AI News, BOOK REVIEW: Ethical design in the age of AI artificial intelligence

Nick Bostrom

Bostrom argues that a computer with near human-level general intellectual ability could initiate an intelligence explosion on a digital time scale with the resultant rapid creation of something so powerful that it might deliberately or accidentally destroy human kind.[22]

Bostrom contends the power of a superintelligence would be so great that a task given to it by humans might be taken to open ended extremes, for example a goal of calculating pi might collaterally cause nanotechnology manufactured facilities to sprout over the entire Earth's surface and cover it within days.[23]

Warning that a human-friendly prime directive for AI would rely on the absolute correctness of the human knowledge it was based on, Bostrom points to the lack of agreement among most philosophers as an indication that most philosophers are wrong, with the attendant possibility that a fundamental concept of current science may be incorrect.

Bostrom says a common assumption is that high intelligence would entail a 'nerdy' unaggressive personality, but notes that both John von Neumann and Bertrand Russell advocated a nuclear strike, or the threat of one, to prevent the Soviets acquiring the atomic bomb.

Given that there are few precedents to guide an understanding what, pure, non-anthropocentric rationality, would dictate for a potential singleton AI being held in quarantine, the relatively unlimited means of superintelligence might make for its analysis moving along different lines to the evolved 'diminishing returns' assessments that in humans confer a basic aversion to risk.[24]

Group selection in predators working by means of cannibalism shows the counter-intuitive nature of non-anthropocentric 'evolutionary search' reasoning, and thus humans are ill-equipped to perceive what an artificial intelligence's intentions might be.[25]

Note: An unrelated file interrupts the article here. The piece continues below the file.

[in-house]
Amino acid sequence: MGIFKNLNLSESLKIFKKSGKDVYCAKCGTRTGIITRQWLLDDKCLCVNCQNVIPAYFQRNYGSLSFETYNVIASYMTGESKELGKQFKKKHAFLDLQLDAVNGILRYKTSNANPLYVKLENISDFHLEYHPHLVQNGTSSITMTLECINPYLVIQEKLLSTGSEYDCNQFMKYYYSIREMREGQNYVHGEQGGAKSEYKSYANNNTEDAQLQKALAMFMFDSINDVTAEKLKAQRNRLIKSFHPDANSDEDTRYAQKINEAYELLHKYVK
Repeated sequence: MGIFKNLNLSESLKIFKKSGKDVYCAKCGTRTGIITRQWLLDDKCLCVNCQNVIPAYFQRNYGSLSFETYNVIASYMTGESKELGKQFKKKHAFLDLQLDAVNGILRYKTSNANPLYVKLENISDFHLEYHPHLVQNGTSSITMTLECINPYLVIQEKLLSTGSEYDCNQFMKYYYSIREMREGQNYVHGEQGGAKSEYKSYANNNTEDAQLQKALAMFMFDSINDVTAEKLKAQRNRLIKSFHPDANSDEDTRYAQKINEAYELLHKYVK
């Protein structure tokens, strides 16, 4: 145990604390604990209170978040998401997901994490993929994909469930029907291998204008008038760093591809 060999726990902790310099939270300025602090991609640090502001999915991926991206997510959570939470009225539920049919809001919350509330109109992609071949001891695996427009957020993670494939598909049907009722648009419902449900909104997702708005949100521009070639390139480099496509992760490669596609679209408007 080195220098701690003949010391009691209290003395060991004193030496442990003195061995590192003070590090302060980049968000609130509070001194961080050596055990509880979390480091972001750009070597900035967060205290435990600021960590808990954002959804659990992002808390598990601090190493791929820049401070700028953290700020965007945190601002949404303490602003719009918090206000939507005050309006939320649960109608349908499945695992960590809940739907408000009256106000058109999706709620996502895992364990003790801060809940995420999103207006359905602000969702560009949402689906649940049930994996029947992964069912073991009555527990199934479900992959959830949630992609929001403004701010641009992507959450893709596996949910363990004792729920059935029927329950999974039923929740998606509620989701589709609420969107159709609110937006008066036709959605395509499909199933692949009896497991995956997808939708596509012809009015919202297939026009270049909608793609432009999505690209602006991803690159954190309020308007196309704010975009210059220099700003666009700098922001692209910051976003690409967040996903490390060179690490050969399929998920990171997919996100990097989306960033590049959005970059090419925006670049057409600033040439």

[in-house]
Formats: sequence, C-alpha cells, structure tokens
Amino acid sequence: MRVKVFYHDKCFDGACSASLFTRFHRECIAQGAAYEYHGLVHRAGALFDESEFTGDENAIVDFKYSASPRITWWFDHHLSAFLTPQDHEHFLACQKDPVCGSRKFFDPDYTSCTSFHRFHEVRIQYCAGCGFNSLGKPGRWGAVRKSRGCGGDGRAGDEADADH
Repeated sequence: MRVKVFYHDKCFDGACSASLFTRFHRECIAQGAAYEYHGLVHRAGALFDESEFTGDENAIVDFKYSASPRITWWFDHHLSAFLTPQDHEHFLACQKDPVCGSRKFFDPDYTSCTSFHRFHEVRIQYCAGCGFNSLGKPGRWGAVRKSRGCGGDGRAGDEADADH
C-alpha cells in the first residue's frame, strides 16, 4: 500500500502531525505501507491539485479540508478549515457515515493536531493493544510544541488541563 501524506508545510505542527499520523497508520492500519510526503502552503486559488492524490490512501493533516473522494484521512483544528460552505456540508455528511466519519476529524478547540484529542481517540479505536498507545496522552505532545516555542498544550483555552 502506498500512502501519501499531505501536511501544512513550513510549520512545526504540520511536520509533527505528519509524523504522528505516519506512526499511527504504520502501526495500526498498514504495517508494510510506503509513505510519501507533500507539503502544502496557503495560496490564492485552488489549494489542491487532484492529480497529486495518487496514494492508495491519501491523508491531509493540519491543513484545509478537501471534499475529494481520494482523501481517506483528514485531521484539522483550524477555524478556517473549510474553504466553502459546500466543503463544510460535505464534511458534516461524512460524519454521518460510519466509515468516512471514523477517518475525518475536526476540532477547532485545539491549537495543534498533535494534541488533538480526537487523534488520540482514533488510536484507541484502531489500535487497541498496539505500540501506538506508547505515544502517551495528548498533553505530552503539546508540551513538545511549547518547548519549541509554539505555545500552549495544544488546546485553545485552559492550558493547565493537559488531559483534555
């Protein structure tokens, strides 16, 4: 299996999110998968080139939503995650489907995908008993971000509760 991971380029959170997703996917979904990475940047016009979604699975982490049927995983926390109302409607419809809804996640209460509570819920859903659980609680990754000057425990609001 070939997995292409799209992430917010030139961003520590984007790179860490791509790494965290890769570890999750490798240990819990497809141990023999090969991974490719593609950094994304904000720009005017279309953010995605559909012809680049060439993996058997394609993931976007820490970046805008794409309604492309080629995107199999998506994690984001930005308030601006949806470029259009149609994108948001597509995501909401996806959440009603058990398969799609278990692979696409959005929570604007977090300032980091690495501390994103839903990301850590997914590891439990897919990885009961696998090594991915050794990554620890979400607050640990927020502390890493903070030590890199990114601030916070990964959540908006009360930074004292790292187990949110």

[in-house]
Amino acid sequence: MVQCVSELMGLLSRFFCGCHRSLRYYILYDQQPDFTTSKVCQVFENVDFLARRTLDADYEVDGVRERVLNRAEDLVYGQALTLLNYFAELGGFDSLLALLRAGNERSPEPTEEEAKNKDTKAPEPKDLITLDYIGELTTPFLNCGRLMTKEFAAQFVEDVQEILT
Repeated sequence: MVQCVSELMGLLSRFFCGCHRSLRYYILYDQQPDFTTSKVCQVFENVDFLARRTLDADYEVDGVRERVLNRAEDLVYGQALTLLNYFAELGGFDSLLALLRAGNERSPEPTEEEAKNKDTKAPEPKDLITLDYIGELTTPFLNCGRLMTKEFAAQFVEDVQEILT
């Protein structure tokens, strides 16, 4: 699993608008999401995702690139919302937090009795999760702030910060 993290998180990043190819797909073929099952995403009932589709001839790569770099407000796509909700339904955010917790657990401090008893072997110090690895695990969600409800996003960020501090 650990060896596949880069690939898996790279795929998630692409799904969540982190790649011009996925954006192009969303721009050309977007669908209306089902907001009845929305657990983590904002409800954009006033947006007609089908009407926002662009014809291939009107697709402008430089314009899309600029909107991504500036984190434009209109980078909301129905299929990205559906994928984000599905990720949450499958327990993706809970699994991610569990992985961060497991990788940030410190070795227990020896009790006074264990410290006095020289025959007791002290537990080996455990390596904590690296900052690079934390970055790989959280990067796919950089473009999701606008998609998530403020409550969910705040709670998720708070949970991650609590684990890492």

Other safety measures include the AI being 'boxed', (run in a virtual reality simulation), and being used only as an 'oracle' to answer carefully defined questions in a limited reply (to prevent it manipulating humans).[22]

Although he canvasses disruption of international economic, political and military stability including hacked nuclear missile launches, Bostrom thinks the most effective and likely means for the superintelligence to use, would be a coup de main with weapons several generations more advanced than current state-of-the-art.

Once a superintelligence has achieved world domination, humankind would be relevant only as resources for the achievement of the AI's objectives ('Human brains, if they contain information relevant to the AI’s goals, could be disassembled and scanned, and the extracted data transferred to some more efficient and secure storage format').[32]

Hassabis suggested the main safety measure would be an agreement for whichever AI research team began to make strides toward an artificial general intelligence to halt their project for a complete solution to the control problem prior to proceeding.[36]

Bostrom had pointed out that even if the crucial advances require the resources of a state, such a halt by a lead project might be likely to motivate a lagging country to a catch-up crash program or even physical destruction of the project suspected of being on the verge of success.[37]

Dennett modified his views somewhat after reading The Master Algorithm, and now acknowledges that it is 'possible in principle' to create 'strong AI' with human-like comprehension and agency, but maintains that the difficulties of any such 'strong AI' project as predicated by Bostrom's 'alarming' work would be orders of magnitude greater than those raising concerns have realized, and at least 50 years away.[39]

Since a 2014 book in which he expressed the opinion that artificial intelligence developments would never challenge humans' supremacy, environmentalist James Lovelock has moved far closer to Bostrom's position, and in 2018 Lovelock said that he thought the overthrow of humankind will happen within the foreseeable future.[41][42]

In later work, he has described the phenomenon of anthropic shadow, an observation selection effect that prevents observers from observing certain kinds of catastrophes in their recent geological and evolutionary past.[44]

This principle states that we ought to retard the development of dangerous technologies, particularly ones that raise the level of existential risk, and accelerate the development of beneficial technologies, particularly those that protect against the existential risks posed by nature or by other technologies.[53][54]